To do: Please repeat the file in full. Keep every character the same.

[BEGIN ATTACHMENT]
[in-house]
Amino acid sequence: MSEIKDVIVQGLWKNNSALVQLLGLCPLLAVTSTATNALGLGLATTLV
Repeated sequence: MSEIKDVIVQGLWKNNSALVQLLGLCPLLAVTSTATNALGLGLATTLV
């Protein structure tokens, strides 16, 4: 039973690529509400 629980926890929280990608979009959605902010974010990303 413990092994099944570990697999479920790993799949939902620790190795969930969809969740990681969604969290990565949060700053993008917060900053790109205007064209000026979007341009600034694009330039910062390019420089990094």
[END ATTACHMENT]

[in-house]
Amino acid sequence: MSEIKDVIVQGLWKNNSALVQLLGLCPLLAVTSTATNALGLGLATTLV
Repeated sequence: MSEIKDVIVQGLWKNNSALVQLLGLCPLLAVTSTATNALGLGLATTLV
């Protein structure tokens, strides 16, 4: 039973690529509400 629980926890929280990608979009959605902010974010990303 413990092994099944570990697999479920790993799949939902620790190795969930969809969740990681969604969290990565949060700053993008917060900053790109205007064209000026979007341009600034694009330039910062390019420089990094």